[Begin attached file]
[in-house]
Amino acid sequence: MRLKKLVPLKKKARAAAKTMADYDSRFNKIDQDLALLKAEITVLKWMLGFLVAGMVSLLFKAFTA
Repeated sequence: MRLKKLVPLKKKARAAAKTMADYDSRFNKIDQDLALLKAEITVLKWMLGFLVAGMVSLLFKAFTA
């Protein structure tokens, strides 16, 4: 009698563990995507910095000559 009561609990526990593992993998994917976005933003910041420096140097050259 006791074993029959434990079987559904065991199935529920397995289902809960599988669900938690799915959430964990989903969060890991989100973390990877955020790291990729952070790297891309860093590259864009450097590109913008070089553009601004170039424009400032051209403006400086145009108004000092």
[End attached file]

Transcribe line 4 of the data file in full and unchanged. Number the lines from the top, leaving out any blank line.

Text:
């Protein structure tokens, strides 16, 4: 009698563990995507910095000559 009561609990526990593992993998994917976005933003910041420096140097050259 006791074993029959434990079987559904065991199935529920397995289902809960599988669900938690799915959430964990989903969060890991989100973390990877955020790291990729952070790297891309860093590259864009450097590109913008070089553009601004170039424009400032051209403006400086145009108004000092």